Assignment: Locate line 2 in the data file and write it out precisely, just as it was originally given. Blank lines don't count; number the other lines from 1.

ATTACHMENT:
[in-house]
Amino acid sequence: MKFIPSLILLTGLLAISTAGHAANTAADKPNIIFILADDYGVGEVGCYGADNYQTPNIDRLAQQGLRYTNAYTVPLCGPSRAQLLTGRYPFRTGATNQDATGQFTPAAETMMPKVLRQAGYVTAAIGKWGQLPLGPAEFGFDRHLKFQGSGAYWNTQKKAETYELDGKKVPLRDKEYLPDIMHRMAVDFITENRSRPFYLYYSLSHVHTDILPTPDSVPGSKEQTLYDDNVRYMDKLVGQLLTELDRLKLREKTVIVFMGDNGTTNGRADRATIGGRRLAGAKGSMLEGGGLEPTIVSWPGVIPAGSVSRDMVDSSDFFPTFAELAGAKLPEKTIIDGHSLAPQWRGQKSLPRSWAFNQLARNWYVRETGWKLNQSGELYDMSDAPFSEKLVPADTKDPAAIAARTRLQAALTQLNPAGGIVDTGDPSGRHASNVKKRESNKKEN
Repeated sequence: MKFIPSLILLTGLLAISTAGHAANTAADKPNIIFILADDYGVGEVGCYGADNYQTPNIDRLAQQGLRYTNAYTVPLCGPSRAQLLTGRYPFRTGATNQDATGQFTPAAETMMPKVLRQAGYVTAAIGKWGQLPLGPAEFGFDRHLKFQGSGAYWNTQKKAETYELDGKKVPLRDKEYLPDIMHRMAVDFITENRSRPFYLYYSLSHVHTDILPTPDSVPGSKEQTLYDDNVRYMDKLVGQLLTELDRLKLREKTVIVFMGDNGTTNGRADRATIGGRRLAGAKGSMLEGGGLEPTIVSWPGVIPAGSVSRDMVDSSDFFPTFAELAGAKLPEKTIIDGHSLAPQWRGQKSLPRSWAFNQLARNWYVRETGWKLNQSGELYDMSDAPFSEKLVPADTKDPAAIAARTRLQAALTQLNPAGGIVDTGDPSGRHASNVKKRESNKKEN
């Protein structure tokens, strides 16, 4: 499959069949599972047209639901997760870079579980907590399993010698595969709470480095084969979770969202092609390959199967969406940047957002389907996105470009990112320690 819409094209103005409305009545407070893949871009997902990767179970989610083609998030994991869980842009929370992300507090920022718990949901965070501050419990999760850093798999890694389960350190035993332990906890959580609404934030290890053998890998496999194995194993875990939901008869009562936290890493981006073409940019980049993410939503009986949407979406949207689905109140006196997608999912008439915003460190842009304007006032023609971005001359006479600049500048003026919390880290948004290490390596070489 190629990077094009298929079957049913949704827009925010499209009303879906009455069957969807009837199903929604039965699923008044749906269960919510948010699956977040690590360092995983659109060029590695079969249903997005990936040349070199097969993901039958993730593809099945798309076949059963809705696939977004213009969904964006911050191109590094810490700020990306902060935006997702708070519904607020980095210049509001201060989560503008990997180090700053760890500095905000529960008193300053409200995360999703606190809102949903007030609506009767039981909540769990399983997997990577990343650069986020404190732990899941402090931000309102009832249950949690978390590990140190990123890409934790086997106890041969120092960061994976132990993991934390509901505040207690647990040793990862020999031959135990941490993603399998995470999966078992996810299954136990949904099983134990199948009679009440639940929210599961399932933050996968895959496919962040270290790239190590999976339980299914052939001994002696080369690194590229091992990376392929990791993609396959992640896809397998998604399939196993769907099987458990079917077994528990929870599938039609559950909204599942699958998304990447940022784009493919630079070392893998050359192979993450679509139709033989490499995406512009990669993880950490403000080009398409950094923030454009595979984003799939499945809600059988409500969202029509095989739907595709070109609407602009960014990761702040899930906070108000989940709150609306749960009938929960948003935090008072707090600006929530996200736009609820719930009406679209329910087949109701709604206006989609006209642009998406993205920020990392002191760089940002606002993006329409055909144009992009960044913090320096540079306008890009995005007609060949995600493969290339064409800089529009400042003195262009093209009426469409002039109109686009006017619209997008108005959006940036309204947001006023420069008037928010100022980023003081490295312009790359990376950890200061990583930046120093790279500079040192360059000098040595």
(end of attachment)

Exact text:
Amino acid sequence: MKFIPSLILLTGLLAISTAGHAANTAADKPNIIFILADDYGVGEVGCYGADNYQTPNIDRLAQQGLRYTNAYTVPLCGPSRAQLLTGRYPFRTGATNQDATGQFTPAAETMMPKVLRQAGYVTAAIGKWGQLPLGPAEFGFDRHLKFQGSGAYWNTQKKAETYELDGKKVPLRDKEYLPDIMHRMAVDFITENRSRPFYLYYSLSHVHTDILPTPDSVPGSKEQTLYDDNVRYMDKLVGQLLTELDRLKLREKTVIVFMGDNGTTNGRADRATIGGRRLAGAKGSMLEGGGLEPTIVSWPGVIPAGSVSRDMVDSSDFFPTFAELAGAKLPEKTIIDGHSLAPQWRGQKSLPRSWAFNQLARNWYVRETGWKLNQSGELYDMSDAPFSEKLVPADTKDPAAIAARTRLQAALTQLNPAGGIVDTGDPSGRHASNVKKRESNKKEN